Wood for the trees
Until the 1950s, one of the most common New Territories sights was a blue- or black-clad grass-cutter. Mostly women, they trudged along, homeward- or market-bound, under enormous (but actually rather light) bundles of grass and twigs cut from the hillsides. Completely vanished into the pages of nostalgia- themed picture books, they have been replaced by widespread hillside greening.
But what did the most to encourage reforestation in Hong Kong and allow desolate hill slopes to gradually recover lost vegetation? To the great surprise, no doubt, of contemporary environmentalists, the post-war introduction of affordable fossil fuels - more than any other single factor - enabled large-scale countryside rejuvenation to occur.
For millennia, Chinese of all social classes cooked with solid fuel. From palace to hovel, charcoal and firewood were the mainstays of every kitchen hearth. The long period of internal peace and prosperity that marked the middle years of the Qing dynasty - most of the 18th century - saw a population explosion in the Pearl River Delta, especially around the fertile West River districts. Demand for firewood correspondingly increased.
Hong Kong and its surrounding islands were - until historically recent times - heavily cloaked with dense subtropical forests. Less than a thousand years ago, these jungles supported primates, tigers and other large mammals. With widespread habitat loss, all are now extinct.
From about 1750, European maritime sources (such as ships' logbooks) noted how, with every passing year, the scattered Pearl River estuary islands, such as Lantau, had less tree cover. By Britain's acquisition of Hong Kong Island, in 1841, more than a century of environmental degradation had so badly depleted the forests that it was - like many other remote, peripheral islands around the delta - almost 'a barren rock'.
As the population surged with the stability and prosperity brought by British rule, large-scale firewood importation became necessary. When North Borneo (now Sabah, East Malaysia) came under British rule in 1882 (the chartered company that administered the territory was partially formed from Hong Kong business interests), it became a source for forest products. Borneo's tragically depleted rainforests still supply most of modern Hong Kong's timber requirements.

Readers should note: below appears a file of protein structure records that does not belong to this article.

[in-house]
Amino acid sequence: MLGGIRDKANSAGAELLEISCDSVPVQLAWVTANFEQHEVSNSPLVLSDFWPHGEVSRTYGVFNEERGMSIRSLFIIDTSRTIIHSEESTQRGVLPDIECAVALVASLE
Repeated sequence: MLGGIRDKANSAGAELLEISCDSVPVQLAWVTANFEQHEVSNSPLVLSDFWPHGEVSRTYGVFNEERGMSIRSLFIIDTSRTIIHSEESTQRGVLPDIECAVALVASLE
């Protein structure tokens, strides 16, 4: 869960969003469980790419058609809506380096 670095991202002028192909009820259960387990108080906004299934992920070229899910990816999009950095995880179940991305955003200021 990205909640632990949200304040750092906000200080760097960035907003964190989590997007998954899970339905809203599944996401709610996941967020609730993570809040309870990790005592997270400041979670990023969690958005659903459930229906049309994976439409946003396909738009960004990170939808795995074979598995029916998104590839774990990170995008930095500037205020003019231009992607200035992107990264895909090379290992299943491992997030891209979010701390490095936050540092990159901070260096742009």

Hong Kong's wartime occupation by the Japanese saw further deforestation, because the American submarine blockade greatly limited the amount of fuel - and food - entering the harbour. By the war's end, abandoned buildings were stripped for anything that could fuel a cooking fire. Accessible gardens, likewise, were cut down to the roots.
In Chinese Crackers, his entertaining memoir of the immediate post-war period, British journalist Edward Ward describes the scene of destruction on a walk around abandoned residential areas on The Peak in 1945: 'Out came door frames and doors, windows, mantelpieces, floorboards, joists to be dragged down the hill and sold as fuel.'
By the late 1940s, most local families had shifted to kerosene-burning stoves. Shrewd retailing of kerosene dramatically aided this transformation. Between the wars, the American Standard Vacuum Oil Company had marketed its products - Mei Foo ('beautiful companion') lamps - all over China to saturation point. The company kept fuel prices so low that, eventually, kerosene was readily available in even the smallest inland villages. In post-war Hong Kong, steadily rising wages made kerosene an affordable daily necessity and before long, the hillside grass-cutters disappeared as demand for their wares drastically declined.
These days, most firewood ends up as charcoal, generally used for barbecues or the manufacture of certain roasted meats and Chinese pastries; that distinctive charcoal flavour adds an extra taste (and price) dimension to the finished product.
Cheaper appliances, such as Japanese-made electric rice-cookers, also accelerated the shift away from firewood in the 1950s.